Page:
October 18, 2018|
AAA: Teens Driving with Teens Increases Risk for Everyone on the Road
Parents of teens encouraged to accept and enforce passenger restrictions
Professional Quality B-roll (teen-driver + passenger shots at 1:36-1:47)
Omaha, NE. (October 18, 2018) – Teen drivers increase the risk for everyone on the roadway, especially if they are bringing teen passengers along for the ride. New research from the AAA Foundation for Traffic Safety found that when a teen driver has only teen passengers in their vehicle, the fatality rate for all people involved in a crash increased 51 percent. In contrast, when older passengers (35 or older) ride with a teen driver, overall fatality rates in crashes decreased eight percent.
Considering the high risk created by a combination of teen drivers and teen passengers, AAA encourages Nebraska parents to accept – and help enforce - the passenger restrictions when their teen applies for a School Permit, Learner’s Permit, or Provisional Operator Permit (POP) driver’s license. In Nebraska, a teen with a School Permit (SCP) may only transport family members who reside with them to the school attended by the holder. A holder of a Provisional Operator Permit (POP) is limited to one passenger younger than 19 who is not an immediate family member, for the first 6 months.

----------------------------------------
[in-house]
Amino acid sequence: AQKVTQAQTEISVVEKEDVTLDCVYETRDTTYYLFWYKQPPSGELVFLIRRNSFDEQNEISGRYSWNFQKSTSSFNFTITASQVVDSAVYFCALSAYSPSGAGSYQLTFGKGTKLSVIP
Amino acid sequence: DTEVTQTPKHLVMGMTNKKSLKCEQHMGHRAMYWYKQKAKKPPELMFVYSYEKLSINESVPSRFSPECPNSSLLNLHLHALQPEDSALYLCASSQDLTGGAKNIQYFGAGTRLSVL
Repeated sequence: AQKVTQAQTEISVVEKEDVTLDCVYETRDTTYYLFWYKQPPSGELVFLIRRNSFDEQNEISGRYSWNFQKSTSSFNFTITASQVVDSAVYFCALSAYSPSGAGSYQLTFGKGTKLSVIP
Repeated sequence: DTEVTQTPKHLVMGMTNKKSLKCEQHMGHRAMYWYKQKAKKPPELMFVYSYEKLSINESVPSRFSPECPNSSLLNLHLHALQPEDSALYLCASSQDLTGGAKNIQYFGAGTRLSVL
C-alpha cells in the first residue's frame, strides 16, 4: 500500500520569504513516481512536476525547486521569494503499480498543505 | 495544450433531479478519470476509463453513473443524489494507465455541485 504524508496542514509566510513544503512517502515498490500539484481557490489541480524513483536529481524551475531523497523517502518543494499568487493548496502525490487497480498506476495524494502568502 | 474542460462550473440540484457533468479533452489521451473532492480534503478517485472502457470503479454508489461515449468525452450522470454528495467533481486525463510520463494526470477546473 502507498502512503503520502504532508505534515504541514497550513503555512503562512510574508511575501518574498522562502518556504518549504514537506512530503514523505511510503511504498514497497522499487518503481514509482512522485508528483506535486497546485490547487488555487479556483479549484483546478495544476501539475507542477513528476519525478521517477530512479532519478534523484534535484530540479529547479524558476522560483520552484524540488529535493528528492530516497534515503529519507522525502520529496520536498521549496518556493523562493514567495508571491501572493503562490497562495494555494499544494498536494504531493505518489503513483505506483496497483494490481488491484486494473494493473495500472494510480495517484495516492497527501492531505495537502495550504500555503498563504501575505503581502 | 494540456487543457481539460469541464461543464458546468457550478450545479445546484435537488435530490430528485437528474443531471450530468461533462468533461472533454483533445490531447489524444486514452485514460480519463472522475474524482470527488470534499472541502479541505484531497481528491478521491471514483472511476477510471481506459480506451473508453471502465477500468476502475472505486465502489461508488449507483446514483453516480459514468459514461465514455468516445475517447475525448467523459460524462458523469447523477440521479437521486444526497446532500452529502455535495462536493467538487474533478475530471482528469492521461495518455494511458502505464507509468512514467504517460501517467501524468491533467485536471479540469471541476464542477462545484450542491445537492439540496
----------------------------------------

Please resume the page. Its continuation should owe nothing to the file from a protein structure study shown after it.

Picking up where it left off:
In 2016, teen drivers across the country were involved in more than 1 million police-reported crashes resulting in more than 3,200 deaths. Researchers pinpointed that when teens were carrying teen passengers, fatality rates jumped:
- 56 percent for occupants of other vehicles
- 45 percent for the teen driver
- 17 percent for pedestrians and cyclists
“This analysis shows that in crashes where teen drivers are behind the wheel with a teen passenger, a larger portion of those killed are other road users,” said Dr. David Yang, executive director of the AAA Foundation for Traffic Safety. “This study also found the fatality rate of a teen-driver related crash increased when factors like speeding or driving at night, were introduced.”